Entertainment Values: How do we Assess Entertainment and Why does it Matter?

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Stephen Harrington
Springer, 14 ago. 2017 - 304 páginas
This collection brings together the work of a range of scholars from around the world with different perspectives on one simple question: How can we assess the value of various entertainment products and forms?
Entertainment is everywhere. The industries that produce it earn billions of dollars each year and employ hundreds of thousands of people. Its pervasiveness means almost everyone has something to say about entertainment, too, whether it be our opinion on the latest Hollywood blockbuster, a new celebrity couple, or our concerns over its place in the world of politics. And yet, in spite of its significance, entertainment has too-often been dismissed with surprising ease within the academy as a ‘mindless’, ‘lowbrow’ – even ‘dangerous’ – form of culture, and therefore unworthy of serious appraisal (let alone praise).
Entertainment Values, challenges this assumption, offering a better understanding of what entertainment is, why we should take it seriously, as well as helping us to appreciate the significant and complex impact it has on our culture.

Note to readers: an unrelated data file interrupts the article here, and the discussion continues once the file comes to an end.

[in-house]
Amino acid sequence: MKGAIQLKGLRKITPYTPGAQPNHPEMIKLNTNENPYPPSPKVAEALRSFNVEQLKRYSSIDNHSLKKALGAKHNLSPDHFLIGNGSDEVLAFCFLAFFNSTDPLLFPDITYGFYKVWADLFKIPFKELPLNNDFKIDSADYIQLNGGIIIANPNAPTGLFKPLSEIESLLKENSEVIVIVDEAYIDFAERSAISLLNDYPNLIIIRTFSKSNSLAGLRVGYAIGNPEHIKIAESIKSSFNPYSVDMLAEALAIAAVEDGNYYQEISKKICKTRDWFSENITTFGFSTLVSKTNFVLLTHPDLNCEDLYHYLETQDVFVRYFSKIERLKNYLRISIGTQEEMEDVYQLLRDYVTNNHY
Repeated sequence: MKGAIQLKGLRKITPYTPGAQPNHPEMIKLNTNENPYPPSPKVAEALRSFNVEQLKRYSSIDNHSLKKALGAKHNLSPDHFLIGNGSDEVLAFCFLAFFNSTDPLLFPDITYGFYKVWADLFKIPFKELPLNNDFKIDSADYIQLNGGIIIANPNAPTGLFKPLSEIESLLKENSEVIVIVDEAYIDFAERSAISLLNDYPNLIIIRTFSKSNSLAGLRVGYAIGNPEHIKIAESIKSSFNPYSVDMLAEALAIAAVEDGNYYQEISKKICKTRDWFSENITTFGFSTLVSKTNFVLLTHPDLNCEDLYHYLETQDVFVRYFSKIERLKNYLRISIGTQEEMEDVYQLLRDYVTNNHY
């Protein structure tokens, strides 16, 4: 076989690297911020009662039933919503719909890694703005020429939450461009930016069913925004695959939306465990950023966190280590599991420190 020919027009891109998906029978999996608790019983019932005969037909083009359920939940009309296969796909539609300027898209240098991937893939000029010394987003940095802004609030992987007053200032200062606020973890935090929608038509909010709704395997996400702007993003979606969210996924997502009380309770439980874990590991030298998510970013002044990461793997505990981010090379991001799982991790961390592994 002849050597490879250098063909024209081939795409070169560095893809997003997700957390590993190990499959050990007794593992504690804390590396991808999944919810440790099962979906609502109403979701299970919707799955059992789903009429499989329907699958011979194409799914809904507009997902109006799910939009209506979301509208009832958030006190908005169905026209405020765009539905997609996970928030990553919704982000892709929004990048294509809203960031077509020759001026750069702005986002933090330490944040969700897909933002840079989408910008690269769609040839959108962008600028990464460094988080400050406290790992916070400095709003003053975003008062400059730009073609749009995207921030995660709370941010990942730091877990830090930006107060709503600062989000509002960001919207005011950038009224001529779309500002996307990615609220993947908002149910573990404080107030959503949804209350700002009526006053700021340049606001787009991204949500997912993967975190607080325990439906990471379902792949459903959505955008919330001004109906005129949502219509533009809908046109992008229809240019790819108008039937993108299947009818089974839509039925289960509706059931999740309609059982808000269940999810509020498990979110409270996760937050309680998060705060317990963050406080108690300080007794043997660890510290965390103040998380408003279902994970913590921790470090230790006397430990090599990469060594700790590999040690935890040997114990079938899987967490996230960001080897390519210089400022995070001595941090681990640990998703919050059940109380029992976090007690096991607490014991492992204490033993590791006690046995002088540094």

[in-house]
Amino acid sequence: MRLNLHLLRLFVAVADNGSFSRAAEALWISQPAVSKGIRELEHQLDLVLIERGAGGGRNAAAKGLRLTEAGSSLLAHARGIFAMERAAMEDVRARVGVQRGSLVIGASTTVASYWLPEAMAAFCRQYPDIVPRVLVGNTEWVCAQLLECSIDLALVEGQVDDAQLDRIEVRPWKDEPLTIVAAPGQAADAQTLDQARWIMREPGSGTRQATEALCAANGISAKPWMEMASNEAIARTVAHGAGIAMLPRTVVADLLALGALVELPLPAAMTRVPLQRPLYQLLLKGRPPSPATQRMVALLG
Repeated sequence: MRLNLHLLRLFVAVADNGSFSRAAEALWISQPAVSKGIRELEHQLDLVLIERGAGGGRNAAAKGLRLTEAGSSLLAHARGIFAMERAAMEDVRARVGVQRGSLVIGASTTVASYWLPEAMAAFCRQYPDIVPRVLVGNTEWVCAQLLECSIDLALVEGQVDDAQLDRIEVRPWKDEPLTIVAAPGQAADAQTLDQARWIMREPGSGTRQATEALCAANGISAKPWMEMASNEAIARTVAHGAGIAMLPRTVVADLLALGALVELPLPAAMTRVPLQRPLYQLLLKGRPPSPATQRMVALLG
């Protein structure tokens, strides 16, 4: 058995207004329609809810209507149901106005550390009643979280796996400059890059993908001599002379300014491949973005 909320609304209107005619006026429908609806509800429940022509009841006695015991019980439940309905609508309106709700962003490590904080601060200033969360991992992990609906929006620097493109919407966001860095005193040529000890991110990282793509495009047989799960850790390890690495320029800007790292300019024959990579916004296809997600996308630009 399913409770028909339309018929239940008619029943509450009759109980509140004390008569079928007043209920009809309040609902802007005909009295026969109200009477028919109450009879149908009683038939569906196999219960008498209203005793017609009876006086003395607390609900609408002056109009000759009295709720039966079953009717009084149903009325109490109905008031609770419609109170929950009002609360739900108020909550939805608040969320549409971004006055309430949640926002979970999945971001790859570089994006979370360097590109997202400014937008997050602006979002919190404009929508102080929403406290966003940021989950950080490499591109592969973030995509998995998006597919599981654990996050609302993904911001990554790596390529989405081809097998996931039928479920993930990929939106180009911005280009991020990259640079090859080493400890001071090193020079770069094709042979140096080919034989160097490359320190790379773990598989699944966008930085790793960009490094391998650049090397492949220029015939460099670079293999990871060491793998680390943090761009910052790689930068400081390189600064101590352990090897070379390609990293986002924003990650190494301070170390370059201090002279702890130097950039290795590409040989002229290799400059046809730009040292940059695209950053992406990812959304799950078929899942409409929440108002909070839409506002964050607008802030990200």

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Índice

How Can We Value Entertainment? And Why Does It Matter?
1
What Is Entertainment? The Value of Industry Definitions
11
The Cultural Value of Merchandising
23
What Roller Coasters Teach Us About Being Human
41
Entertainment for the Mind Body and Spirit
59
The Value of Celebrity Gossip
70
Educating and Empowering Through Entertainment
91
The Educational Value of Entertainment
109
Entertainment and the Demediatization of Politics
165
Entertainment and Alternative Memory in China
179
Barthes Punctum Feminist Standpoint Theory and the Political Significance of YesAllWomen
195
Valuing Films as Entertainment
212
Representations of Public Relations in Entertainment
229
The Pornographication of Cinematic Entertainment
250
To Understand the Futures of Filmgoing We Must Know Its Histories
269
Index
278

Indigenous Australia Popular Music and Reconciliation
130
The Sociocultural Value of SemiFictional Entertainment and Popular Communication
149

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Sobre el autor (2017)

Stephen Harrington is Associate Professor in Journalism, Media and Communication at the Queensland University of Technology, and has published widely on the transforming relationships between politics, journalism, and popular media.

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